|• One of the few products that effectively incorporates powerful visual analysis techniques|
|• Good integration of data mining and data visualization, which together reveal meaningful patterns in data|
|• The user interface is at times a bit clumsy and confusing|
|• Better visual design practices could be built into the product, primarily through better chart formatting defaults (for example, less strident default colors)|
|• The user documentation isn't always clear, particularly in describing the new predictive analytics features|
Advizor Solutions, one of the few business intelligence (BI) vendors that understand data visualization, has released a new version of its analysis software: Advizor Analyst 5.0. Advizor Solutions presides over two important marriages in its software: the union of effective visual analysis techniques developed by the academic community with commercial BI software; and the joining of data mining algorithms with data visualization. It's a double wedding that's worthy of notice.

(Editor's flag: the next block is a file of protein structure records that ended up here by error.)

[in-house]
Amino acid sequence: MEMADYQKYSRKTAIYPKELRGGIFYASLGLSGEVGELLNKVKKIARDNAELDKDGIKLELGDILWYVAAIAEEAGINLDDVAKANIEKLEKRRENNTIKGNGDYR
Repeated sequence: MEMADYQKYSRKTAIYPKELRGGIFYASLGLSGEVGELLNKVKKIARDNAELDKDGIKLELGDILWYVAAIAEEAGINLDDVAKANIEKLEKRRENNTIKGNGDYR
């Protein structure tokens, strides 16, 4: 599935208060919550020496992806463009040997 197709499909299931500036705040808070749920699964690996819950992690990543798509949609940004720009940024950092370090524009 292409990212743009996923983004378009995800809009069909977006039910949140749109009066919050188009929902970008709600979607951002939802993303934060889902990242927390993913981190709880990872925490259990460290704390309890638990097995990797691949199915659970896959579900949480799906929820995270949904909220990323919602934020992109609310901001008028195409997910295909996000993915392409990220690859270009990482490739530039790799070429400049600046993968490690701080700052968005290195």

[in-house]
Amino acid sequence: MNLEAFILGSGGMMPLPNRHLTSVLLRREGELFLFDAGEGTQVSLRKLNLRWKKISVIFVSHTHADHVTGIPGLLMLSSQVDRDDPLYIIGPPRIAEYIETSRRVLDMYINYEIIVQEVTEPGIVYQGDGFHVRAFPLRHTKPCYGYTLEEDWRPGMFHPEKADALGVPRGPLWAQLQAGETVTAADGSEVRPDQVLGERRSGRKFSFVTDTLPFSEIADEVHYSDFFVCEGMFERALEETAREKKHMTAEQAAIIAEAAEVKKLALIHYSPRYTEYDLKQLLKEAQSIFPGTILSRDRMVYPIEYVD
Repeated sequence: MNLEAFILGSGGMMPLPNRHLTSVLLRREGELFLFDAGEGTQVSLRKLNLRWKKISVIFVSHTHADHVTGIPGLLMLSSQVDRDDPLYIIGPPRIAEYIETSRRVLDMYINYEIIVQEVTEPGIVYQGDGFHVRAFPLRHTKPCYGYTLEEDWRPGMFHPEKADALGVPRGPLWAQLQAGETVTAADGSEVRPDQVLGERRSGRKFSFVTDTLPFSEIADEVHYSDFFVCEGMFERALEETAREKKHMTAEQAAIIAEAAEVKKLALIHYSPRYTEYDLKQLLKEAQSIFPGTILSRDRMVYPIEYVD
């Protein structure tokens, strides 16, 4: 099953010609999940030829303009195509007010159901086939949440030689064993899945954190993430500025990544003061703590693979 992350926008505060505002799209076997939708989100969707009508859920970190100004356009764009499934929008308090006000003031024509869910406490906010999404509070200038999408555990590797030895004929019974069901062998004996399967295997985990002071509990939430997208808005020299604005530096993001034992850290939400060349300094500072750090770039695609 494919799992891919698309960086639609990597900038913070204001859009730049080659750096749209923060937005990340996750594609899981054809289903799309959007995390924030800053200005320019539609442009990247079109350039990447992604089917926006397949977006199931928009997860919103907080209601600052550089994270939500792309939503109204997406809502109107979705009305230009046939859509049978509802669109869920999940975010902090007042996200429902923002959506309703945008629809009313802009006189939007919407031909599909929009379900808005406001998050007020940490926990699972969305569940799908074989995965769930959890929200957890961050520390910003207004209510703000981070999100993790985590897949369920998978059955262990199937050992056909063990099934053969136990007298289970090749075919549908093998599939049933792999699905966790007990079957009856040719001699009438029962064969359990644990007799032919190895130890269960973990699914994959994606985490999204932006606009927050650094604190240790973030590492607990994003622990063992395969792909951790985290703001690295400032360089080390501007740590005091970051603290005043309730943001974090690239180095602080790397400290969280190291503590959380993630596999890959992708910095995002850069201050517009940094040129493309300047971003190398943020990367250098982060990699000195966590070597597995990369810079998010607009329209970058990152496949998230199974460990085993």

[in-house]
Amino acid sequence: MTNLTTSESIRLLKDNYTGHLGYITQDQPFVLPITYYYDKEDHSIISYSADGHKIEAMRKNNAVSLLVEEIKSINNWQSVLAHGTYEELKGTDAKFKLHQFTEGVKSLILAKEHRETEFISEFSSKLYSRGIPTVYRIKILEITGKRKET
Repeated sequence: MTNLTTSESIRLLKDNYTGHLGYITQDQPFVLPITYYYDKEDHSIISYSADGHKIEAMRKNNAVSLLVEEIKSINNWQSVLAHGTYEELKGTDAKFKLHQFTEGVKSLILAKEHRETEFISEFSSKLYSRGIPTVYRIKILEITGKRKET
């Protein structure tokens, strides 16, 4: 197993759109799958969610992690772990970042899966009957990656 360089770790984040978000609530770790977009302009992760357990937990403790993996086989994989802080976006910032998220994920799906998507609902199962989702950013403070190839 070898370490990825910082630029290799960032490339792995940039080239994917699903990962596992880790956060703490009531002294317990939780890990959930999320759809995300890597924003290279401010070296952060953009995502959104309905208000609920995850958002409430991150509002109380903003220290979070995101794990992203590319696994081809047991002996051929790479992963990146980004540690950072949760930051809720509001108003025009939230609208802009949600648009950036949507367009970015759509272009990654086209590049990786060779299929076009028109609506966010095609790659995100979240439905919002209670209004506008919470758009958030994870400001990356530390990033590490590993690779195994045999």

Most of the really interesting products that incorporate data visualization have been developed by fairly small vendors. For years, a growing community of academic researchers has studied how interactive computer visualizations can be used to tap into human visual perception to make sense of data. Some of the findings are slowly being adopted in commercial software, and Advisor Solutions is among the vendors taking the lead.
Explore the Multiple Views
Two of the most powerful research-derived techniques featured in Advisor Analyst are the use of multiple concurrent views of the same or related data, which reveals relationships and patterns that might otherwise remain hidden, and a technique called brushing, which takes advantage of tightly coupled views of data by letting you highlight or filter data in one view and immediately see the effects of that action in all other views as well. The top screen capture on page 17 illustrates a typical arrangement of complementary displays of a single data set.
This simple example shows the advantage of examining one set of data simultaneously from multiple perspectives. Patterns and relationships become visible that would be difficult to find in any other way. The bar graph on the upper left displays sales revenue by region. The stacked bar graph displays sales revenue by industry, segmented by region using the same colors per region that were used in the upper bar graph. The scatter plot to the right correlates sales revenue and profit margin with a data point for each customer, and it's also segmented by region using the same colors used in the other two graphs. Finally, a table at the bottom provides supporting details as text.